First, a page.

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The Lotus And The Mishpocheh: The Principles of Jewish Buddhism

Many a time have I alluded to the uncanny similarity between orthodox Jews and Indians, especially the orthodox Hindu Brahmins. My mother, for instance: If I had a nickel for every time my mother starts to quote the Vedas and, in the same breath, launches into how her blood pressure medication is really a diuretic, I’d be a bloody bzillionaire. Perhaps we are the lost tribe … apparently that left turn at Mounta Sinai put us in Madurai.

1. Let your mind be as a floating cloud. Let your stillness be as the wooded glen.
And sit up straight. You’ll never meet the Buddha with such round shoulders.

2. There is no escaping karma.
In a previous life, you never called, you never wrote, you never visited.
And whose fault was that?

3. Wherever you go, there you are.
Your luggage is another story.

4. To practice Zen and the art of Jewish motorcycle maintenance, do the following:
Get rid of the motorcycle. What were you thinking?

5. Be aware of your body. Be aware of your perceptions.
Keep in mind that not every physical sensation is a symptom of a terminal illness.

6. If there is no self, whose arthritis is this?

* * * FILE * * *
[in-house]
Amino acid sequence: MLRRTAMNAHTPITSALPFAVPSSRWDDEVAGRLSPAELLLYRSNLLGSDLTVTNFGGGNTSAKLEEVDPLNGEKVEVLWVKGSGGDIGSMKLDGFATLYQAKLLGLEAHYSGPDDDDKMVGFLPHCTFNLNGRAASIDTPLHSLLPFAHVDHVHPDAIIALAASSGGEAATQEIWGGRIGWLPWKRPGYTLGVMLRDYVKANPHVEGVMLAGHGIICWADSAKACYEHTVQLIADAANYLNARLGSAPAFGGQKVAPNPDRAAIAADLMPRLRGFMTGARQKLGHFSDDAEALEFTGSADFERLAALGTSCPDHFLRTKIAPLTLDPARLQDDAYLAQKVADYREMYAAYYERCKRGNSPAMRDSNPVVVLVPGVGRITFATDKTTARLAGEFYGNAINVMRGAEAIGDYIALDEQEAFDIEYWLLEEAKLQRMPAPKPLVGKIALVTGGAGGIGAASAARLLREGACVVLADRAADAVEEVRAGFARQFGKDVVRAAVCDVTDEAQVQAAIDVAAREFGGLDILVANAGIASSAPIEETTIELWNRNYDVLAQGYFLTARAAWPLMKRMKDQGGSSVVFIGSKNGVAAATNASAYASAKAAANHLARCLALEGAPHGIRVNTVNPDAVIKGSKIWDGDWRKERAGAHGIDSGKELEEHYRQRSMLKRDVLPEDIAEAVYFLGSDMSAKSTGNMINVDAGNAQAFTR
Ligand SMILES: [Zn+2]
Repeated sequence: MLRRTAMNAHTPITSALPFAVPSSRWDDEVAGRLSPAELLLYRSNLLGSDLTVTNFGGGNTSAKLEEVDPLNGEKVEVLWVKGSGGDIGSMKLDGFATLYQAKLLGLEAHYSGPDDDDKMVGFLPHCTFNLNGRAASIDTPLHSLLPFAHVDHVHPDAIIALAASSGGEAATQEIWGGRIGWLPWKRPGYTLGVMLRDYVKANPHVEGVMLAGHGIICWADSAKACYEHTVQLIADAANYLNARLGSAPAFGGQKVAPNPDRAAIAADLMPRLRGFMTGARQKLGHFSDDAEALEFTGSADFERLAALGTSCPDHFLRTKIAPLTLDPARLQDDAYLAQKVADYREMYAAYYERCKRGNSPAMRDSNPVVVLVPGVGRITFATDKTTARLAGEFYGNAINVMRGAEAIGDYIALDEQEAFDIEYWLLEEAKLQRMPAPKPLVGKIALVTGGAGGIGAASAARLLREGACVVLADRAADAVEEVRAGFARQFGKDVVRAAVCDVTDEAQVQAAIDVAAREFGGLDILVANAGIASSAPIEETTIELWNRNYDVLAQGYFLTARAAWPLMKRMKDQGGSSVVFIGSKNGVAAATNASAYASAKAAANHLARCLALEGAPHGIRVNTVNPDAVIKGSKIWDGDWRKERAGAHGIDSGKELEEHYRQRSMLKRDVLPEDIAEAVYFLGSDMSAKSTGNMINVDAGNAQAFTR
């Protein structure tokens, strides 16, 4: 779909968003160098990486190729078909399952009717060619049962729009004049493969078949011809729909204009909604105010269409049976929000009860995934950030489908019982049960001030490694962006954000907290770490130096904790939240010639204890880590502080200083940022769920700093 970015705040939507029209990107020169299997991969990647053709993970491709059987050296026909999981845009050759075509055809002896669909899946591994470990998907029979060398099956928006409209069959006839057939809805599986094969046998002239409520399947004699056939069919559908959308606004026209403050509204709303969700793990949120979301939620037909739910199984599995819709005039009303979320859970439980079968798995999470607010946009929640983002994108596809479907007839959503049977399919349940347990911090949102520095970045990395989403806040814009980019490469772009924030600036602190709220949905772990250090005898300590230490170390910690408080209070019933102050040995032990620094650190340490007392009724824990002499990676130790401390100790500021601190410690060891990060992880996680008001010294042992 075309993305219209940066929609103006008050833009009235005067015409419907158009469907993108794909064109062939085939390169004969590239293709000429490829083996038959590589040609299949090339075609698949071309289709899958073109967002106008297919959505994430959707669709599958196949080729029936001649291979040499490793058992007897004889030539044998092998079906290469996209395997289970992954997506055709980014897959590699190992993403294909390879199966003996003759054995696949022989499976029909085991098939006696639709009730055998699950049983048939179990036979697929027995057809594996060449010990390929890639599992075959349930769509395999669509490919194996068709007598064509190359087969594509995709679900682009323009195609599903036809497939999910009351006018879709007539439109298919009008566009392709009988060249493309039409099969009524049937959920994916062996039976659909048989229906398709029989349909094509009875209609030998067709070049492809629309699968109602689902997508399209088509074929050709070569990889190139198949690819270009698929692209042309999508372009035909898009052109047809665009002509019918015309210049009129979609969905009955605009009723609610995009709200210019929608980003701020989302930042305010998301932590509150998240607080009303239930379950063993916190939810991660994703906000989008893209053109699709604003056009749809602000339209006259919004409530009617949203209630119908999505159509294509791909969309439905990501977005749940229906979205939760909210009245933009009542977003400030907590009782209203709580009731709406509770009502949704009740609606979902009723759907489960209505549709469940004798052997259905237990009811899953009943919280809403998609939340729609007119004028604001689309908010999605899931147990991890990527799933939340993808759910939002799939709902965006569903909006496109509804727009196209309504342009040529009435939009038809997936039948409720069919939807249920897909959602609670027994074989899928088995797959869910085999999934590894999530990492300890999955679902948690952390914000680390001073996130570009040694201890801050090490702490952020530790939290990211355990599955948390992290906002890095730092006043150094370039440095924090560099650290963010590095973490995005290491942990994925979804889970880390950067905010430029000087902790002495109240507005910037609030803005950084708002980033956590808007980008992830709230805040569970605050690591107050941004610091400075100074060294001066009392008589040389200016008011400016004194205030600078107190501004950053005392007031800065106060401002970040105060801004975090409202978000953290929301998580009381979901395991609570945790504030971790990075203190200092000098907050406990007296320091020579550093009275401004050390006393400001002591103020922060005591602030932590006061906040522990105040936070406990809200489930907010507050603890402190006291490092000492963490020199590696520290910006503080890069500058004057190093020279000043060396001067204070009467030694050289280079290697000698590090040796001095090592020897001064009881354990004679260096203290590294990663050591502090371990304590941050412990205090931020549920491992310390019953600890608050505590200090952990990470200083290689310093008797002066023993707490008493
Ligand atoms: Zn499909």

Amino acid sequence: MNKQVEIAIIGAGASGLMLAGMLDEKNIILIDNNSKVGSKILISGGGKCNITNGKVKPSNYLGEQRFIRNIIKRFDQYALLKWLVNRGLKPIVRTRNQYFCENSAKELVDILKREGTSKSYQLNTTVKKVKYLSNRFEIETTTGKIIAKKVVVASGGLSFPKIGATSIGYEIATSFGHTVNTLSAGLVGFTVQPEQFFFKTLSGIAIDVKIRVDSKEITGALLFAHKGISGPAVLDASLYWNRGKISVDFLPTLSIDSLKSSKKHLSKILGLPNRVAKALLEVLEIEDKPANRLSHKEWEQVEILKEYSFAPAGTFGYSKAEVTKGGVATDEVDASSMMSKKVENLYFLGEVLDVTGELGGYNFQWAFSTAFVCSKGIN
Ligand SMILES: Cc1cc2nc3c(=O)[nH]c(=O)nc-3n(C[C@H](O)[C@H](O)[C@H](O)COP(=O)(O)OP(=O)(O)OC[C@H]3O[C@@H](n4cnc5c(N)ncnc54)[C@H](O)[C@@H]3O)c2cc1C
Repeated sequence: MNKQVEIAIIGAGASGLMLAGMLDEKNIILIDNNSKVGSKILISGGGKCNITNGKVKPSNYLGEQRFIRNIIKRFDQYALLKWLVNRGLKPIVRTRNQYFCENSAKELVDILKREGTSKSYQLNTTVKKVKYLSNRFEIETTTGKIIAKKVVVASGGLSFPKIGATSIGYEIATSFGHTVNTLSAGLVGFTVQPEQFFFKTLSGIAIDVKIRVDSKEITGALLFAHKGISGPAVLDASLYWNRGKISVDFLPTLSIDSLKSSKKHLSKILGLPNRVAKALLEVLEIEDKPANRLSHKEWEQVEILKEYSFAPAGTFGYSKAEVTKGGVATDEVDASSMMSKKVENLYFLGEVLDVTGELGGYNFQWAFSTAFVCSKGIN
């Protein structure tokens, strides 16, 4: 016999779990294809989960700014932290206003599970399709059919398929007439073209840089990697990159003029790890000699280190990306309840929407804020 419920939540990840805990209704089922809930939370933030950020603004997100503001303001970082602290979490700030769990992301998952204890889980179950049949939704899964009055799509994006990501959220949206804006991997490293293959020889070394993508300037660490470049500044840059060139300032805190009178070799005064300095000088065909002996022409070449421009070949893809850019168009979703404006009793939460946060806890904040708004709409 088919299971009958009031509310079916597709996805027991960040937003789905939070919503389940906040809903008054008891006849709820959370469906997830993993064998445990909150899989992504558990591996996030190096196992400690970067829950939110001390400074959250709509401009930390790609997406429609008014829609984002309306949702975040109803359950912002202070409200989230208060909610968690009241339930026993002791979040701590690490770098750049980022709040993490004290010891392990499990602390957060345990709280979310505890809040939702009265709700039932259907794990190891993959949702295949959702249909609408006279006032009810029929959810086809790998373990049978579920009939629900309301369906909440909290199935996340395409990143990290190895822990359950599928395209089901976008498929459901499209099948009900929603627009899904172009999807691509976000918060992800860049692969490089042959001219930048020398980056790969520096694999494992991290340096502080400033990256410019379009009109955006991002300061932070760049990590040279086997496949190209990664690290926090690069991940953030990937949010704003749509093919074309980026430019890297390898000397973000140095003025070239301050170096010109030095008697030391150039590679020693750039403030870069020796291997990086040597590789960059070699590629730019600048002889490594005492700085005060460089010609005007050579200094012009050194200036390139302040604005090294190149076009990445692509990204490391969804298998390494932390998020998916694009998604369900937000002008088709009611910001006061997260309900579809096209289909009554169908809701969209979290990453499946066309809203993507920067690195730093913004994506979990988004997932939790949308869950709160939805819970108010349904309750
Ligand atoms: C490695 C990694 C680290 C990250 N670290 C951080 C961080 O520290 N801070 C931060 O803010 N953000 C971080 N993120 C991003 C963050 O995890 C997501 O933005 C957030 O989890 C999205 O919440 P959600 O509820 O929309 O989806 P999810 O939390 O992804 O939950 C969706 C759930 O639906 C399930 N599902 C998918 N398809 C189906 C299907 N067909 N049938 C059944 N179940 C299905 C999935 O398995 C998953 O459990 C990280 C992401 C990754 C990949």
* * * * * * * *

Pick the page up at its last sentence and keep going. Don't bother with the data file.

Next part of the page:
7. The Tao has no expectations. The Tao demands nothing of others.
The Tao does not speak. The Tao does not blame. The Tao does not take sides.
The Tao is not Jewish.

8. Drink tea and nourish life. With the first sip, joy. With the second, satisfaction.
With the third, Danish.

9. The Buddha taught that one should practice loving kindness to all sentient beings.
Still, would it kill you to find a nice sentient being who happens to be Jewish?

10. To Find the Buddha, look within.
Deep inside you are ten thousand flowers.
Each flower blossoms ten thousand times.
Each blossom has ten thousand petals.
You might want to see a specialist.

11. Be here now. Be someplace else later. Is that so complicated?

12. Zen is not easy. It takes effort to attain nothingness.
And then what do you have? Bupkes.

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